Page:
Windstream Technologies aims for US$120m in renewables in JaWednesday, April 09, 2014
BY STEVEN JACKSON
Windstream Technologies, a US based renewable energy start-up aims to sell US$120 million ($13 b) worth of wind/solar turbines in Jamaica within four years.
It has already secured over US$14 million in orders from large power supplier Jamaica Public Service Company (JPS) in the first quarter of this year alone, management indicated.
The move aims to slash customer electricity bills at nearly four times that of average rates in the US. These compact wind turbines are already seen on rooftops including the headquarters of JPS in Kingston.
"If we are successful in executing this contract and are able to secure the needed capital to fulfill this large order, at current rates, this could potentially result in greater than US$120 million of revenue to WindStream," stated the company in a notice to shareholders obtained by the BusinessObserver.
JPS last year received the Windstream distribution rights for Jamaica, Barbados, Trinidad, Grand Cayman and Dominica.
"This contract calls for US$14.5 million of products to begin delivery in first quarter of 2014," stated Windstream about its Jamaica contract.
Oil fuels forms the the bulk of energy used for electricity generated locally. The cost of oil close to US$100 a barrel ,has tripled over the course of a decade. This has resulted in local rates at some US$0.43 per kWh compared withaverage rates of US$0.12 in the US, Windstream indicated.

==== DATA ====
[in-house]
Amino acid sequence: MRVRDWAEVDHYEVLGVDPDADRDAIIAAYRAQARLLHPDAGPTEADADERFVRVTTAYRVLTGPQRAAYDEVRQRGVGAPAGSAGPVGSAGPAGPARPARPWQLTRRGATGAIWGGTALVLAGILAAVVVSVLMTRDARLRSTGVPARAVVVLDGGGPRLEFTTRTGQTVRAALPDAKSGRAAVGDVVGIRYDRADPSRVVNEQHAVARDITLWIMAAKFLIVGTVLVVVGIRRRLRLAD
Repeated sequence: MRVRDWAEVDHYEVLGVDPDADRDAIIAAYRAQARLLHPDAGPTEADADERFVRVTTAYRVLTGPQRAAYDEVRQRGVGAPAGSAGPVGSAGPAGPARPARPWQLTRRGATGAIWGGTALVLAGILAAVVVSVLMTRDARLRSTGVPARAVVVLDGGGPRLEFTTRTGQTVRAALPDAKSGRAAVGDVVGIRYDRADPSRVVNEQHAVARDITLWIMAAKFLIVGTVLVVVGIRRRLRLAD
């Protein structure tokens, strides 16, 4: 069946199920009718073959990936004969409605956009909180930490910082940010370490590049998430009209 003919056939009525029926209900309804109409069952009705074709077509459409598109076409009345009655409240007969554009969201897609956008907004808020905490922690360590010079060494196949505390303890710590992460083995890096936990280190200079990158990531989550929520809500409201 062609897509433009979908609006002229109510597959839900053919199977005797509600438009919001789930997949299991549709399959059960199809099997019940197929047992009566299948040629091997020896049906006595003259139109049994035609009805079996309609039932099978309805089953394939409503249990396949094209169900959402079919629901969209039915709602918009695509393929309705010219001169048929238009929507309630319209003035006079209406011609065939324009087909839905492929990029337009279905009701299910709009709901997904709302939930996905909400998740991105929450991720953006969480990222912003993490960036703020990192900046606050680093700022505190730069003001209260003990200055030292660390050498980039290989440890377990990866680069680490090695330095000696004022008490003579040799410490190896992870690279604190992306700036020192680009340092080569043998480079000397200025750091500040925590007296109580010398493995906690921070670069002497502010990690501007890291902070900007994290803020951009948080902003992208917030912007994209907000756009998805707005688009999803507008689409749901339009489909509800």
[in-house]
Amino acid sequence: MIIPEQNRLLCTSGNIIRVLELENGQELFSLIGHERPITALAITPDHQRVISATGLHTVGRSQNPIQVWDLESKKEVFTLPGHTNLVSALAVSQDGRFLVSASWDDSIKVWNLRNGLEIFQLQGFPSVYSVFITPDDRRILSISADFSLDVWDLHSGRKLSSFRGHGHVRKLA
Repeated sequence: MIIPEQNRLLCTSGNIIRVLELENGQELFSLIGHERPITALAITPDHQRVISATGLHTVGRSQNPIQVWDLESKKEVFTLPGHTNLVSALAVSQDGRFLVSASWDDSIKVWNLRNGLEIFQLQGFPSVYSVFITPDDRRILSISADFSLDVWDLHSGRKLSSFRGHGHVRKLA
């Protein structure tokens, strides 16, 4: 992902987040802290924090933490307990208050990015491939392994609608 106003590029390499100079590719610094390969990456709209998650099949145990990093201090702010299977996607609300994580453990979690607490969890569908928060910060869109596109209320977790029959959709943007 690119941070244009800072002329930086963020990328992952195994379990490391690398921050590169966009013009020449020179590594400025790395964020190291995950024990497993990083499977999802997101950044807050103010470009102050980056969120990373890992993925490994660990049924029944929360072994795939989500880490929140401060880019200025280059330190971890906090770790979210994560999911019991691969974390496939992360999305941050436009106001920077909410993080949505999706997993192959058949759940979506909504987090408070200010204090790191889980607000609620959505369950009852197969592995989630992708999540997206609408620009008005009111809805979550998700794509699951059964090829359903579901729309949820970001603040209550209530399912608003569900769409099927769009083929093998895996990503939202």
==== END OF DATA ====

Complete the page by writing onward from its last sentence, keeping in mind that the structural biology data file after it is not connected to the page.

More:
"As Jamaica enjoys abundant sunshine and wind, renewable energy generation provides a strategic advantage. Moreover, the government also has a policy to grow the renewable energy portfolio significantly in its 2030 vision statement. At $0.43 per kWh and rising, energy costs in general and electricity in particular command a disproportionate share of the household and operational budgets," stated the company.
"SolarMill product line offers a very compelling solution to customers of JPS. SolarMills offset the cost of energy with renewables while reducing the demand on the JPS generation and distribution infrastructure."
WindStream began selling its products to the world last June. Its main products are the TurboMill, a wind powered generator and SolarMill, a hybrid wind and solar device. JPS previously told the Observer that it would sell the hybrid solarMill systems, stand-alone and grid-tied inverters, batteries and battery housing, as well as solar panels.
WindStream's management include CEO Dan Bates, chief operating officer Travis Campbell, chief financial officer Ryan Keating, vice president Daniel Harris and chief scientist Richard Wirz.
The wind and solar mills are scaleable, offering low cost per watt usage. The energy potential of each unit is 230 kilowatt hours per year at average windspeeds of five metres per second (roughly 11 miles per hour).
Last November, JPS secured US$30 million in loans with a possible option for an additional US$15 million from the International Finance Corporation (IFC), the lending arm of the World Bank. The financing would support the capital needs of JPS and ameliorate its fuel oil dependence via renewables.
JPS is owned by Japan-based Marubeni Corporation at 40 per cent; South-Korea-based Korea East-West Power at 40 per cent; the Government of Jamaica at 19.9 per cent; and some 3,000 shareholders holding the remaining 0.1 per cent of the shares.
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